And there are several treatments and new treatments  coming like I said, every year. So, having that positive approach, even if it comes back is so important for them. So, I think those are the ways; educating, answering their question, providing emotional support, and if they need counseling, addressing that. I think those are very important.

How Can a Prostate Cancer Social Worker Help You?

How Can a Prostate Cancer Social Worker Help You? from Patient Empowerment Network on Vimeo.

How can a prostate cancer social worker help patients and their families? Linda Mathew, a senior social worker, shares how she provides support for patients and their loved ones after diagnosis, during treatment, and beyond.

Linda Mathew is a Senior Clinical Social Worker at Memorial Sloan Kettering Cancer Center. Learn more here.

See more from The Pro-Active Prostate Cancer Patient Toolkit

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Tools for Managing Prostate Cancer Fear and Anxiety

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Caregiver Support: Taking Care of YOU



Linda Mathew:

Hi, I’m Linda Mathew, and I am a senior social worker here at MSK. I am a supervisor in the Department of Social Work, but I also have a service, and I work with the urology service, so, both medicine and surgical patients.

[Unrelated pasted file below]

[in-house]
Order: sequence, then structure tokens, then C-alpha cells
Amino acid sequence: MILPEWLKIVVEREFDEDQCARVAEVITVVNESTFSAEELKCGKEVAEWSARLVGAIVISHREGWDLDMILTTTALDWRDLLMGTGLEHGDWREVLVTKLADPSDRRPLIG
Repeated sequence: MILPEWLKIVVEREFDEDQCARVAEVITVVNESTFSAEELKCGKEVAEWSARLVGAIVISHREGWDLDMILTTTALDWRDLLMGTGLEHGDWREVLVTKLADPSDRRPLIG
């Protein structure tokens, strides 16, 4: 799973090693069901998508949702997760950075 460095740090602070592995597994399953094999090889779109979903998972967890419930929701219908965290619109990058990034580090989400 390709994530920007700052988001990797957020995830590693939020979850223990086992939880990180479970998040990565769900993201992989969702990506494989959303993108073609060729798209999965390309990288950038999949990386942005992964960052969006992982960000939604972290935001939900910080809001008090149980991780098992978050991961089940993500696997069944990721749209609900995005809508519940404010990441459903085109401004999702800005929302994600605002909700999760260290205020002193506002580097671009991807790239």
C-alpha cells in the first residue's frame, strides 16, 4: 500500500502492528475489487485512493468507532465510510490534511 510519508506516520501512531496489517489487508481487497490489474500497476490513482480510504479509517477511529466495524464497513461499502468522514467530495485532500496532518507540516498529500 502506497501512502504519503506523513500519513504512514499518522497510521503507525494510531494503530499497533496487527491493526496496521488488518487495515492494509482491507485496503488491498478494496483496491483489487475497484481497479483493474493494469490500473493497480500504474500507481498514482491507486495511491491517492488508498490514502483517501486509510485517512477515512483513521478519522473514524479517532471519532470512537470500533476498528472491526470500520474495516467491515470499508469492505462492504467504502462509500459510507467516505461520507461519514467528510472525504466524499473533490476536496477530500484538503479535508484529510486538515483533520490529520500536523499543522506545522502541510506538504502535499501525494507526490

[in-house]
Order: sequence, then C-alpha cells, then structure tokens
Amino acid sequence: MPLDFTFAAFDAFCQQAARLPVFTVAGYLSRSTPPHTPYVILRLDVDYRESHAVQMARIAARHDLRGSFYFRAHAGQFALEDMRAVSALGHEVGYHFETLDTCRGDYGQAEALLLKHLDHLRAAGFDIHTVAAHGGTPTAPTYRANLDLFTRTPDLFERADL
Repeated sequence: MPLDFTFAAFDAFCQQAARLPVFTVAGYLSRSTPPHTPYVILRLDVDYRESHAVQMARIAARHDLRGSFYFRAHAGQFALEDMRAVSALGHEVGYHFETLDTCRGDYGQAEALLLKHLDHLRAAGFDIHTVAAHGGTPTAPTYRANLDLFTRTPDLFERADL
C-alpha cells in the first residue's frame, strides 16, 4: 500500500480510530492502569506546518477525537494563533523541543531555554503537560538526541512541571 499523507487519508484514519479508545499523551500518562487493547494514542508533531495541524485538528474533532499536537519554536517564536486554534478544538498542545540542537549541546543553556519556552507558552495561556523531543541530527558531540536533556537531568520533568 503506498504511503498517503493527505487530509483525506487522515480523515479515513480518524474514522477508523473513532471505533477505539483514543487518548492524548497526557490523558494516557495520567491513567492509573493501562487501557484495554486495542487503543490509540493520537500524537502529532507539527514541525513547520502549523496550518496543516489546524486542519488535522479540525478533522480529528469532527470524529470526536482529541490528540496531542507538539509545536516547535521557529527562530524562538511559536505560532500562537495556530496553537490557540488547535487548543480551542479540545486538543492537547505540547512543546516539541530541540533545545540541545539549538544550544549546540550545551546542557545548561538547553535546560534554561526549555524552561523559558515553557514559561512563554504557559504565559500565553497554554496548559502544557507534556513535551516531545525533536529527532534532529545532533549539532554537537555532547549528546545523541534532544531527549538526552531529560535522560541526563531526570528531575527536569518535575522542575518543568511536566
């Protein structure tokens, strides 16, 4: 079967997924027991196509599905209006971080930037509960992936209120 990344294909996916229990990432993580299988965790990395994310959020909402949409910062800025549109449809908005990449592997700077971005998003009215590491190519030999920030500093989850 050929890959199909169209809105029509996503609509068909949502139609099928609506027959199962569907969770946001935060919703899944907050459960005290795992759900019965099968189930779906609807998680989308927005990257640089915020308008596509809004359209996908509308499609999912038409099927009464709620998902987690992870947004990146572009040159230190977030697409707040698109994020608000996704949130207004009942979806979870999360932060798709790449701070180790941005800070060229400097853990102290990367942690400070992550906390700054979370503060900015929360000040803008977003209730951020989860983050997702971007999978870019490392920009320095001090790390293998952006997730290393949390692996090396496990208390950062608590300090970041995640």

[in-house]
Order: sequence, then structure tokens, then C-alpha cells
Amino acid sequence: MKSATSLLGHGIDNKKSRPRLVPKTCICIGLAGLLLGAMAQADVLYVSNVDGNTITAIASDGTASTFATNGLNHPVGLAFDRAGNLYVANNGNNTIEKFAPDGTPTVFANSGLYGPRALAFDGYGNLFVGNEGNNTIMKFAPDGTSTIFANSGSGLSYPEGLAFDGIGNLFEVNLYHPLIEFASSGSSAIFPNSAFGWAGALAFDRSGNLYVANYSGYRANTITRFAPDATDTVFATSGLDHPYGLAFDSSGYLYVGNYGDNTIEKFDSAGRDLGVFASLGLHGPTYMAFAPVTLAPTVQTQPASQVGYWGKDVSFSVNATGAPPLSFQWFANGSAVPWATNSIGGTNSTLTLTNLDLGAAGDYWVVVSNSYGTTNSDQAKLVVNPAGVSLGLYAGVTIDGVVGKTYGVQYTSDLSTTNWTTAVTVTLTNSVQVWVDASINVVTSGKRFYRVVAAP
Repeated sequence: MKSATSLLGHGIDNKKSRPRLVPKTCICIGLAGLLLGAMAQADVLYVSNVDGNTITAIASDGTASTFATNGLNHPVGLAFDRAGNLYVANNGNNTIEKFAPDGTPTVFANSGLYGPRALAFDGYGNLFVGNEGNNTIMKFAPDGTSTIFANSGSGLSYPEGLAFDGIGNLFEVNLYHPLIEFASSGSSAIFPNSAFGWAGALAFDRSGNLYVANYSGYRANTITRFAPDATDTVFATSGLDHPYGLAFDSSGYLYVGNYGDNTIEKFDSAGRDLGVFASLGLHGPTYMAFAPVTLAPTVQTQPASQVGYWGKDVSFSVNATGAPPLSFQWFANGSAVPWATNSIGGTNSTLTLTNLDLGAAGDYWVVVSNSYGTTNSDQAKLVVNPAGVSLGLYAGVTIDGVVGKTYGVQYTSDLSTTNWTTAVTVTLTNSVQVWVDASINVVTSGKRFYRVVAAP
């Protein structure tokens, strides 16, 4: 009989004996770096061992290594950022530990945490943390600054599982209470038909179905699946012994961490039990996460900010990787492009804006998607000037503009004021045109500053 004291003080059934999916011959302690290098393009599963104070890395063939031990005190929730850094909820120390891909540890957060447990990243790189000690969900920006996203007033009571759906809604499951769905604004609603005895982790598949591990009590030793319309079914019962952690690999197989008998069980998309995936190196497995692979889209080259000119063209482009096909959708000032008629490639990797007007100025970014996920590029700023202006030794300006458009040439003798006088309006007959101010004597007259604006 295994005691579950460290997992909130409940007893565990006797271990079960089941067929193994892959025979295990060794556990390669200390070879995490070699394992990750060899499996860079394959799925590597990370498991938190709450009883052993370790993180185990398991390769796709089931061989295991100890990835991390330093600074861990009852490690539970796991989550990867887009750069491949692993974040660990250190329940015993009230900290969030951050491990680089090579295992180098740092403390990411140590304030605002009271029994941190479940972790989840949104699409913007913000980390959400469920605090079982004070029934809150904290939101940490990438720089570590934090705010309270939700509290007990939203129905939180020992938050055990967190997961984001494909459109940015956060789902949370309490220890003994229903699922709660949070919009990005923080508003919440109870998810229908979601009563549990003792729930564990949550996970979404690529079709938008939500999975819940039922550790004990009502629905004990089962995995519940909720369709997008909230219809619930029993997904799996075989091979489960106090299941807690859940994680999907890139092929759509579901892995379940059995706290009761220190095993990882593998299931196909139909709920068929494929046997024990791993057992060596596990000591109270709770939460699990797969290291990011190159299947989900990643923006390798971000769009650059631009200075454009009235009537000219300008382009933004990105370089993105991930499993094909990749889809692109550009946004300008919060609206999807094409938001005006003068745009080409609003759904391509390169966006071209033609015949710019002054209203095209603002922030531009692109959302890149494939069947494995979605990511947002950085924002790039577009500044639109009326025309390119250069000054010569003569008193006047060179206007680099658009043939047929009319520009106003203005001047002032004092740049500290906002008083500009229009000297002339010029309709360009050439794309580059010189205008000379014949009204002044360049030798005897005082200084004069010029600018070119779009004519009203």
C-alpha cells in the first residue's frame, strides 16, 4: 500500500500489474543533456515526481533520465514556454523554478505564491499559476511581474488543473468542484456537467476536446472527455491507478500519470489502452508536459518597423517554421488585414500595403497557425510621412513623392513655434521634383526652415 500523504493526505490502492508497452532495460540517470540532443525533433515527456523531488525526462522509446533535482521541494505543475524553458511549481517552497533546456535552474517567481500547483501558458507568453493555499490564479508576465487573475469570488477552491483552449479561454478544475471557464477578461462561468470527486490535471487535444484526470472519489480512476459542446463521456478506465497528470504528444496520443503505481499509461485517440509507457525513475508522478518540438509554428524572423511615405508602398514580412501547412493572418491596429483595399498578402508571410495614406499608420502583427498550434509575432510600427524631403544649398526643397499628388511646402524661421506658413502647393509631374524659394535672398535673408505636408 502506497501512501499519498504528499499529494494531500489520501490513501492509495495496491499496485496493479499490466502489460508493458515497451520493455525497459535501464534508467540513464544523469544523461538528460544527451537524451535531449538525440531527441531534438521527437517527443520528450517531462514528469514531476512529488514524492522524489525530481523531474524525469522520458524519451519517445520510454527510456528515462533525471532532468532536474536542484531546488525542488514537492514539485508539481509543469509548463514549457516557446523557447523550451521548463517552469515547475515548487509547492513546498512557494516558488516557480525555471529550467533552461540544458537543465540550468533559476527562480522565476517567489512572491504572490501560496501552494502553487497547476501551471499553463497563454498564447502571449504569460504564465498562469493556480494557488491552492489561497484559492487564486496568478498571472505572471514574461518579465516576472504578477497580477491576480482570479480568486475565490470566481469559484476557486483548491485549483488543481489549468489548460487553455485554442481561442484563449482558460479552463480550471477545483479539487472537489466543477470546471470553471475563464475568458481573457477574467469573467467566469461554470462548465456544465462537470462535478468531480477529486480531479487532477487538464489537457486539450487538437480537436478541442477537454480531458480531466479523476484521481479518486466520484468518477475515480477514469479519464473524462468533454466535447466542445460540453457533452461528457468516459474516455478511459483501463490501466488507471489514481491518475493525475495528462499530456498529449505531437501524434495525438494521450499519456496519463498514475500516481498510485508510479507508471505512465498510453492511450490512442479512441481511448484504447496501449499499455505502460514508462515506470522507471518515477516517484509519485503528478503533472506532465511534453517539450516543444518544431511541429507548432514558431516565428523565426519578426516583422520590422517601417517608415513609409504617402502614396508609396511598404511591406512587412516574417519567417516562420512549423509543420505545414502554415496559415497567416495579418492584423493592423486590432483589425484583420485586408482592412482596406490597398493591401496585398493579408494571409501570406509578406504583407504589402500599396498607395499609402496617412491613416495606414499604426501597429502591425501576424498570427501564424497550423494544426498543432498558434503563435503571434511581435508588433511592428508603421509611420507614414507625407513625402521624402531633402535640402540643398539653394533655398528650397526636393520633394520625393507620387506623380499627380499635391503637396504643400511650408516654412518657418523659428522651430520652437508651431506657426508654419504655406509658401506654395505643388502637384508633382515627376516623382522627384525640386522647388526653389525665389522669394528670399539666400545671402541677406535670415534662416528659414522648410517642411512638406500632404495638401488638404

And, really, it’s just – I’m here as clinical support to our patients in terms of individual counseling, couples counseling, family counseling.

So, what we really do is we provide supportive counseling to our patients. So, in terms of when we say “supportive counseling,” if patients are anxious, or have some depression around the diagnosis, or have just fears around what that – what it means to have a cancer diagnosis and the uncertainty about what that journey will look like, they are referred to me to just process that out loud in terms of questions about themselves and how – how are they going to manage a diagnosis if they’re going to be on chemotherapy or questions about how to support their family around this diagnosis if they don’t even know how to have this conversation with their family.

Most times, if it’s a couple that come in, it’s around how do I support the patient as well as the caregiver through the trajectory of this patient’s treatment. So, the patient is dealing with their own diagnosis and treatment and what all that means, and the caregiver is also having a parallel process with this where they are caring for the loved one, but also have their own fears about “How do I navigate being a support to them? I don’t know what it means to be a caregiver for somebody who’s going through medical treatment.”

So, we help slow that down for them and say, “These are the things that you need to look out for. Just – you are their extra advocate. You are that person – their eyes, their ears – when they are not able to call the doctor’s office to be able to say, ‘I can call the doctor’s office with this information. Just tell me what you want me to say.’”

But, you’re also just there as a support, so it’s a really weird kind of…reminding our patients the tools that they already have, but because they feel like they’re in a crisis, they forget what those tools are.                

Please don’t feel like you have to figure this out on your own. Your medical team is here for you, social work is here for you, we have an ancillary service – like, services available in terms of the men’s sexual health clinic integrated medicine counseling venture, all in terms of supporting our patients. So, when in doubt – and, if you don’t know who to turn to, just turn to your social worker and ask them. Say, “I need help,” and we’ll guide you through it.